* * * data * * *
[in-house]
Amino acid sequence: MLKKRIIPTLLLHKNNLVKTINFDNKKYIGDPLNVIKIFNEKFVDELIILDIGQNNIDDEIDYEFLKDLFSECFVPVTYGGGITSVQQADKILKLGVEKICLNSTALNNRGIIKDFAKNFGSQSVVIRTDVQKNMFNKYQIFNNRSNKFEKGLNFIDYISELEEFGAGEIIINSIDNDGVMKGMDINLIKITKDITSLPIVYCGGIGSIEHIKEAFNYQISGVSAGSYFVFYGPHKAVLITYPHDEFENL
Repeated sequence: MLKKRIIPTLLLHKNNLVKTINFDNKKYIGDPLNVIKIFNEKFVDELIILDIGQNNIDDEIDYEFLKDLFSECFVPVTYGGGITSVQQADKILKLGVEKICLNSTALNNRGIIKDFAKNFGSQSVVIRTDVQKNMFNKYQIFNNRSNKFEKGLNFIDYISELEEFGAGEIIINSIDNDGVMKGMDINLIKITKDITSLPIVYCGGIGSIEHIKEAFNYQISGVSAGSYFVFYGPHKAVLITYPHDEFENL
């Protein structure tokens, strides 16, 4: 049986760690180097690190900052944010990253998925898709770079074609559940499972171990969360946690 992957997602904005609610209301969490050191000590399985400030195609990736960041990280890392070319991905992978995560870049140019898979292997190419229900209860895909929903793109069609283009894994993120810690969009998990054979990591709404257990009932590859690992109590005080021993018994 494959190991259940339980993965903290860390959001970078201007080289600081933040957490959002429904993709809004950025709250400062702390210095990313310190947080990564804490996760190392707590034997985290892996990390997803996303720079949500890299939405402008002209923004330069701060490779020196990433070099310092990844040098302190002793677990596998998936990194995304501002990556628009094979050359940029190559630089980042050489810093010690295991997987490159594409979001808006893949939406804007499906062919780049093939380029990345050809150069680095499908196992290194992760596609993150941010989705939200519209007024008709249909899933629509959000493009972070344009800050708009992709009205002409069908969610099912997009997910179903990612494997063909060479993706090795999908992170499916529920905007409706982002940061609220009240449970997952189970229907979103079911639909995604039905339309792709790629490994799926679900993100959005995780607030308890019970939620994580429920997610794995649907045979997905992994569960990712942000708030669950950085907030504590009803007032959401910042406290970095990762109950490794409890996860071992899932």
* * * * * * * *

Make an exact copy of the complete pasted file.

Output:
[in-house]
Amino acid sequence: MLKKRIIPTLLLHKNNLVKTINFDNKKYIGDPLNVIKIFNEKFVDELIILDIGQNNIDDEIDYEFLKDLFSECFVPVTYGGGITSVQQADKILKLGVEKICLNSTALNNRGIIKDFAKNFGSQSVVIRTDVQKNMFNKYQIFNNRSNKFEKGLNFIDYISELEEFGAGEIIINSIDNDGVMKGMDINLIKITKDITSLPIVYCGGIGSIEHIKEAFNYQISGVSAGSYFVFYGPHKAVLITYPHDEFENL
Repeated sequence: MLKKRIIPTLLLHKNNLVKTINFDNKKYIGDPLNVIKIFNEKFVDELIILDIGQNNIDDEIDYEFLKDLFSECFVPVTYGGGITSVQQADKILKLGVEKICLNSTALNNRGIIKDFAKNFGSQSVVIRTDVQKNMFNKYQIFNNRSNKFEKGLNFIDYISELEEFGAGEIIINSIDNDGVMKGMDINLIKITKDITSLPIVYCGGIGSIEHIKEAFNYQISGVSAGSYFVFYGPHKAVLITYPHDEFENL
């Protein structure tokens, strides 16, 4: 049986760690180097690190900052944010990253998925898709770079074609559940499972171990969360946690 992957997602904005609610209301969490050191000590399985400030195609990736960041990280890392070319991905992978995560870049140019898979292997190419229900209860895909929903793109069609283009894994993120810690969009998990054979990591709404257990009932590859690992109590005080021993018994 494959190991259940339980993965903290860390959001970078201007080289600081933040957490959002429904993709809004950025709250400062702390210095990313310190947080990564804490996760190392707590034997985290892996990390997803996303720079949500890299939405402008002209923004330069701060490779020196990433070099310092990844040098302190002793677990596998998936990194995304501002990556628009094979050359940029190559630089980042050489810093010690295991997987490159594409979001808006893949939406804007499906062919780049093939380029990345050809150069680095499908196992290194992760596609993150941010989705939200519209007024008709249909899933629509959000493009972070344009800050708009992709009205002409069908969610099912997009997910179903990612494997063909060479993706090795999908992170499916529920905007409706982002940061609220009240449970997952189970229907979103079911639909995604039905339309792709790629490994799926679900993100959005995780607030308890019970939620994580429920997610794995649907045979997905992994569960990712942000708030669950950085907030504590009803007032959401910042406290970095990762109950490794409890996860071992899932």